Collaborating with Urban Youth to Address Gaps in Teacher Education

By Brown, Tara M.; Rodriguez, Louie F. | Teacher Education Quarterly, Summer 2017 | Go to article overview

Collaborating with Urban Youth to Address Gaps in Teacher Education


Brown, Tara M., Rodriguez, Louie F., Teacher Education Quarterly


Introduction

Research shows that many of the predominantly White and middle-class teachers are unprepared to teach an urban public school population increasingly comprised of low-income children of color. Lack of cultural competencies, low expectations of and lack of caring for students, and racial/ethnic, linguistic, and class biases are all cited as barriers to the success of teachers in urban schools (Bollin, 2007; Brown & Rodriguez, 2009; Howard & Milner, 2014; Rodriguez, 2012; Williams, 2013), and as this and other studies suggest, these barriers are not limited to White teachers (Conchas, 2001; Lynn, Bacon, Totten, Bridges, & Jennings, 2010; Whitney, 2009). Thus, teacher education programs have been charged with helping pre-service teachers to develop the competencies they need to effectively teach, particularly, low-income children from urban communities--a difficult task for which many teacher education programs have neither adequate commitment nor expertise (Brown, Clark, & Bridges, 2012; Gorski, 2012; Paulson & Marchant, 2012; Raible & Irizarry, 2010).

At the crux of the problem is the fact that many pre-service teachers have significant gaps in the critical knowledge they need to connect pedagogically and personally with children from backgrounds different from their own. These knowledge deficits derive from social structures, practices, and beliefs that reinforce racial/ethnic and socioeconomic privilege, stratification, and isolation, which impedes the development of valuable cultural, social, and linguistic capital (Orfield & Lee, 2005; Ryabov & Van Hook, 2007). These gaps in knowledge and experience inhibit many White and middle-class pre-service teachers' ability to engage in the critical examinations of schooling which are essential to providing quality education for low-income children of color.

Adding to these difficulties is the relative isolation of teacher education programs from the urban communities that many of their pre-service teachers will one day serve. This disconnection profoundly impedes understandings--among both university faculty and students--of the significance of the social, economic, and political contexts that profoundly impact what happens in urban schools. Rather than developing such complex and vital understandings, many teacher education programs focus almost exclusively on technical skill-building (i.e., lesson planning, instructional methods, and behavioral management) (Bartolome, 2002; Gorski, 2012; Rodriguez, 2013). As such, they often fail to adequately address significant gaps between the skills, knowledge, and experiences that White and middle-class teachers bring to teacher preparation programs and what is actually required to successfully serve low-income youth and youth of color. The result is that many new teachers, as low-income students in urban school are often described, are "not ready to learn" (Jerretti & Bub, 2016, p. 16) what they need to be successful in today's classrooms.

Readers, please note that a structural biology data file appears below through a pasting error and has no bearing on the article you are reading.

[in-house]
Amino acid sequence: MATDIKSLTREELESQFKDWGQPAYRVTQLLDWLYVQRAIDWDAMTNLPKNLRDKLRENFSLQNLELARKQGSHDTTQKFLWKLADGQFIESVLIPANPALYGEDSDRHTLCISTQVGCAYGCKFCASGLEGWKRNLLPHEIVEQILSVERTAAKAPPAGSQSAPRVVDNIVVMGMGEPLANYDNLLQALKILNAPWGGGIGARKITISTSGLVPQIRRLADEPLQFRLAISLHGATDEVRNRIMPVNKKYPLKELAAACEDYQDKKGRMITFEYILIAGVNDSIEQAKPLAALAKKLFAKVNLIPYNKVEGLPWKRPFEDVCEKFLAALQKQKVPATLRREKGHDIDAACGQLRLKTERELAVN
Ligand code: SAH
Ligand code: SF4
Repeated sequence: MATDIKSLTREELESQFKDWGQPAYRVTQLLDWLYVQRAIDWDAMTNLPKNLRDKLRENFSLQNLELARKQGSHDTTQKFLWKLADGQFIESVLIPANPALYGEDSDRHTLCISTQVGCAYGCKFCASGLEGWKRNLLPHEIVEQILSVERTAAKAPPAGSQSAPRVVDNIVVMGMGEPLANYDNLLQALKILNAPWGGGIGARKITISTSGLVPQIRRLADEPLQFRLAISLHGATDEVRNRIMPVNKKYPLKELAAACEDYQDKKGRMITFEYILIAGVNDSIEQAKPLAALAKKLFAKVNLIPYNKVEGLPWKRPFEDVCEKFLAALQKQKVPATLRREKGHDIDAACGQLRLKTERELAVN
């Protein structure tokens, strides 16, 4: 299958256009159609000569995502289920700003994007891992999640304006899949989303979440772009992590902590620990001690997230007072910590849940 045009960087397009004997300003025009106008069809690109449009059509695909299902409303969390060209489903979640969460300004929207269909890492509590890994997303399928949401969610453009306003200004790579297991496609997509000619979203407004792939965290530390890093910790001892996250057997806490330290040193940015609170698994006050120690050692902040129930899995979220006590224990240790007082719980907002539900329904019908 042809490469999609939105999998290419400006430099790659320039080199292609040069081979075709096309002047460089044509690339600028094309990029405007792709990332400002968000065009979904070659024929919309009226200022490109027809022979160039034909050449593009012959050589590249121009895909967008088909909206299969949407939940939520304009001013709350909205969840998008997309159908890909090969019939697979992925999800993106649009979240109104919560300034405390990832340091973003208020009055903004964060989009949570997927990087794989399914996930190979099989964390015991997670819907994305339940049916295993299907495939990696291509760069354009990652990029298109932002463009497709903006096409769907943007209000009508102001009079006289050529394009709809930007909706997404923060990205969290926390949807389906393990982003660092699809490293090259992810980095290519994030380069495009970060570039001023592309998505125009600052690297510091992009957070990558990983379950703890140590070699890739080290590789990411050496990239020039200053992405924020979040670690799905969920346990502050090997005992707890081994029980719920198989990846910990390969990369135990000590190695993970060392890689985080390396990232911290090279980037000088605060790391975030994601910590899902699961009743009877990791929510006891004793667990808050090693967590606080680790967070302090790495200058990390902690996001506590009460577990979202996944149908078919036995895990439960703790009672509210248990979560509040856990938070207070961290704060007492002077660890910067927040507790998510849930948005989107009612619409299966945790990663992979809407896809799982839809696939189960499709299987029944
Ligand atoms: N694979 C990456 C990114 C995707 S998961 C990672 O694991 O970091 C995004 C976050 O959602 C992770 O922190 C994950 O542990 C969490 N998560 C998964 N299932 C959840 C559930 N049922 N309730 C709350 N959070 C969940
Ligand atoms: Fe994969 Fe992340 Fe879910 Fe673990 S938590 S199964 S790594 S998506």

In this article we highlight two initiatives that sought to address these gaps in pre-service teachers' knowledge through participatory action research (PAR) with urban youth. Specifically, we examine how, within these projects, negative perceptions about low-income Black and Latino youth among some pre-service teachers were revealed through their direct engagement with these young people and how this helped us, as teacher educators, to better understand and address our students' knowledge gaps. Included are recommendations for further implementing the direct involvement of urban youth as partners in teacher education to address some ways in which pre-service teachers are often unprepared for success in urban schools.

Study Background

The present study draws from and integrates data from two PAR research projects conducted with high school students, as described below.

Action Research into School Exclusion (ARISE)

The purpose of ARISE, a two-year participatory action research (PAR) study, was to better understand and to improve the schooling experiences of adolescents excluded from mainstream public schools for disciplinary reasons. …

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